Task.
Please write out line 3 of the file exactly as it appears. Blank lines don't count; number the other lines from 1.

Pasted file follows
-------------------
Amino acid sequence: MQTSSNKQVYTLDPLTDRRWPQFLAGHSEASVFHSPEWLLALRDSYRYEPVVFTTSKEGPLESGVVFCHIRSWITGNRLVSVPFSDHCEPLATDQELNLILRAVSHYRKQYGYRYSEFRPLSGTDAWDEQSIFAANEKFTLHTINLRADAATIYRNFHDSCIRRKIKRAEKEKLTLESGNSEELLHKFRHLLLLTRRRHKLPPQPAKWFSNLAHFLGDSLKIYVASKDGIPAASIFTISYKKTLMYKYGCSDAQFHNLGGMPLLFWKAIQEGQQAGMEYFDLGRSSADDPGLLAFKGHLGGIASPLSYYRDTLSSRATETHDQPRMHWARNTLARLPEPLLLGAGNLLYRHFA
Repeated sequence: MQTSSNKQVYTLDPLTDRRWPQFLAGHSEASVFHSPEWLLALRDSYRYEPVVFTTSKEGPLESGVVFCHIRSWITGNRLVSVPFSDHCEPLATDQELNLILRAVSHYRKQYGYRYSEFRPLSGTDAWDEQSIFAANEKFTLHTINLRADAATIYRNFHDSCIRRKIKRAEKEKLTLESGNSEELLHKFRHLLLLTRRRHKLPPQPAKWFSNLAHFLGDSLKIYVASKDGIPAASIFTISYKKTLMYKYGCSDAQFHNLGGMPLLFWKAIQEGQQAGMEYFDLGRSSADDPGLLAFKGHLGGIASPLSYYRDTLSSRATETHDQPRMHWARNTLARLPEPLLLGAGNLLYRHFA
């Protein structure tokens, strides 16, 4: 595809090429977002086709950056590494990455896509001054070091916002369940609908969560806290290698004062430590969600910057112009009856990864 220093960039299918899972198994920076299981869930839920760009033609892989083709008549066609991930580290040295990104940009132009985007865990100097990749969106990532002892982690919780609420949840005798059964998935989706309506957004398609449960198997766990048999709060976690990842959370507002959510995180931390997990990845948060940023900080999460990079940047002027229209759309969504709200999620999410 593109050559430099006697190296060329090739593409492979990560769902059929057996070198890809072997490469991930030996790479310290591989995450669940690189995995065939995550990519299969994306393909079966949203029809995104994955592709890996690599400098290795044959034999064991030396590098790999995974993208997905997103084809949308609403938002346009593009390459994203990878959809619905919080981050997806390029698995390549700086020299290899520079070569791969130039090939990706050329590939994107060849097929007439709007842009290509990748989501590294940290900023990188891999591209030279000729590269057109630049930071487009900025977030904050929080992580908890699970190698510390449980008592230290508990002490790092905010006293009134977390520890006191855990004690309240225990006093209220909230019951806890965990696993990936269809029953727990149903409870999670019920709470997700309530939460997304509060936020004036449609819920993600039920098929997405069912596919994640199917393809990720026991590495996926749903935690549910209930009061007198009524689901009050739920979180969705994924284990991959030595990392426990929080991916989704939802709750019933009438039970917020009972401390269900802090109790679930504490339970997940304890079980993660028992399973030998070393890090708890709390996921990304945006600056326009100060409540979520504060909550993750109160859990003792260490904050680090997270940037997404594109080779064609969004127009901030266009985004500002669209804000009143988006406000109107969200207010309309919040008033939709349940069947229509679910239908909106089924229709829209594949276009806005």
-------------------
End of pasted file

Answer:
């Protein structure tokens, strides 16, 4: 595809090429977002086709950056590494990455896509001054070091916002369940609908969560806290290698004062430590969600910057112009009856990864 220093960039299918899972198994920076299981869930839920760009033609892989083709008549066609991930580290040295990104940009132009985007865990100097990749969106990532002892982690919780609420949840005798059964998935989706309506957004398609449960198997766990048999709060976690990842959370507002959510995180931390997990990845948060940023900080999460990079940047002027229209759309969504709200999620999410 593109050559430099006697190296060329090739593409492979990560769902059929057996070198890809072997490469991930030996790479310290591989995450669940690189995995065939995550990519299969994306393909079966949203029809995104994955592709890996690599400098290795044959034999064991030396590098790999995974993208997905997103084809949308609403938002346009593009390459994203990878959809619905919080981050997806390029698995390549700086020299290899520079070569791969130039090939990706050329590939994107060849097929007439709007842009290509990748989501590294940290900023990188891999591209030279000729590269057109630049930071487009900025977030904050929080992580908890699970190698510390449980008592230290508990002490790092905010006293009134977390520890006191855990004690309240225990006093209220909230019951806890965990696993990936269809029953727990149903409870999670019920709470997700309530939460997304509060936020004036449609819920993600039920098929997405069912596919994640199917393809990720026991590495996926749903935690549910209930009061007198009524689901009050739920979180969705994924284990991959030595990392426990929080991916989704939802709750019933009438039970917020009972401390269900802090109790679930504490339970997940304890079980993660028992399973030998070393890090708890709390996921990304945006600056326009100060409540979520504060909550993750109160859990003792260490904050680090997270940037997404594109080779064609969004127009901030266009985004500002669209804000009143988006406000109107969200207010309309919040008033939709349940069947229509679910239908909106089924229709829209594949276009806005």